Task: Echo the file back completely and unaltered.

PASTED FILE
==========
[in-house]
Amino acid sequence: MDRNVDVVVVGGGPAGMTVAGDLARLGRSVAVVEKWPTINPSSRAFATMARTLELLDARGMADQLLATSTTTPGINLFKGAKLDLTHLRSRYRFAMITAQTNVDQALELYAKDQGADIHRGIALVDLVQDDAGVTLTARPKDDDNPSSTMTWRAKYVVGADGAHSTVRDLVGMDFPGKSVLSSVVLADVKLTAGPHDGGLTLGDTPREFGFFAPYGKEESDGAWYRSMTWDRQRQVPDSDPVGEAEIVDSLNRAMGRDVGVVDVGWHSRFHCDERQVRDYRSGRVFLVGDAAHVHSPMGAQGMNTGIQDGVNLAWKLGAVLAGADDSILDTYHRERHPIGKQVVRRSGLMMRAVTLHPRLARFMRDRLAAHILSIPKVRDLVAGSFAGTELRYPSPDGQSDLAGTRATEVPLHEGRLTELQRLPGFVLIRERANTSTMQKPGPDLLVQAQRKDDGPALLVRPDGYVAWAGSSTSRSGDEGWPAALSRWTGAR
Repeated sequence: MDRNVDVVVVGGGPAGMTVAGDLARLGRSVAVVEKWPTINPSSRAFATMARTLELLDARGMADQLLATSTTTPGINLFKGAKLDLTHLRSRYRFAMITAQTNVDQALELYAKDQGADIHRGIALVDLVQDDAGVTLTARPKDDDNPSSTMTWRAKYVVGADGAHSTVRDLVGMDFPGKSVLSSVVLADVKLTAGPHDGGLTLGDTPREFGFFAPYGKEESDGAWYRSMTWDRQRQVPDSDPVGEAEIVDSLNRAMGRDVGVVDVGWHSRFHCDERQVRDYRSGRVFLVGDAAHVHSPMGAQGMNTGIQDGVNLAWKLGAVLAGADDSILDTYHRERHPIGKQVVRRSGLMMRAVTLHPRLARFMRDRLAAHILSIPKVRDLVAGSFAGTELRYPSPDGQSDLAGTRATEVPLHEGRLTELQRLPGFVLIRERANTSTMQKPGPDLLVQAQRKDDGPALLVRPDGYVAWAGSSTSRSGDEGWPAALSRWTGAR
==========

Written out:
[in-house]
Amino acid sequence: MDRNVDVVVVGGGPAGMTVAGDLARLGRSVAVVEKWPTINPSSRAFATMARTLELLDARGMADQLLATSTTTPGINLFKGAKLDLTHLRSRYRFAMITAQTNVDQALELYAKDQGADIHRGIALVDLVQDDAGVTLTARPKDDDNPSSTMTWRAKYVVGADGAHSTVRDLVGMDFPGKSVLSSVVLADVKLTAGPHDGGLTLGDTPREFGFFAPYGKEESDGAWYRSMTWDRQRQVPDSDPVGEAEIVDSLNRAMGRDVGVVDVGWHSRFHCDERQVRDYRSGRVFLVGDAAHVHSPMGAQGMNTGIQDGVNLAWKLGAVLAGADDSILDTYHRERHPIGKQVVRRSGLMMRAVTLHPRLARFMRDRLAAHILSIPKVRDLVAGSFAGTELRYPSPDGQSDLAGTRATEVPLHEGRLTELQRLPGFVLIRERANTSTMQKPGPDLLVQAQRKDDGPALLVRPDGYVAWAGSSTSRSGDEGWPAALSRWTGAR
Repeated sequence: MDRNVDVVVVGGGPAGMTVAGDLARLGRSVAVVEKWPTINPSSRAFATMARTLELLDARGMADQLLATSTTTPGINLFKGAKLDLTHLRSRYRFAMITAQTNVDQALELYAKDQGADIHRGIALVDLVQDDAGVTLTARPKDDDNPSSTMTWRAKYVVGADGAHSTVRDLVGMDFPGKSVLSSVVLADVKLTAGPHDGGLTLGDTPREFGFFAPYGKEESDGAWYRSMTWDRQRQVPDSDPVGEAEIVDSLNRAMGRDVGVVDVGWHSRFHCDERQVRDYRSGRVFLVGDAAHVHSPMGAQGMNTGIQDGVNLAWKLGAVLAGADDSILDTYHRERHPIGKQVVRRSGLMMRAVTLHPRLARFMRDRLAAHILSIPKVRDLVAGSFAGTELRYPSPDGQSDLAGTRATEVPLHEGRLTELQRLPGFVLIRERANTSTMQKPGPDLLVQAQRKDDGPALLVRPDGYVAWAGSSTSRSGDEGWPAALSRWTGAR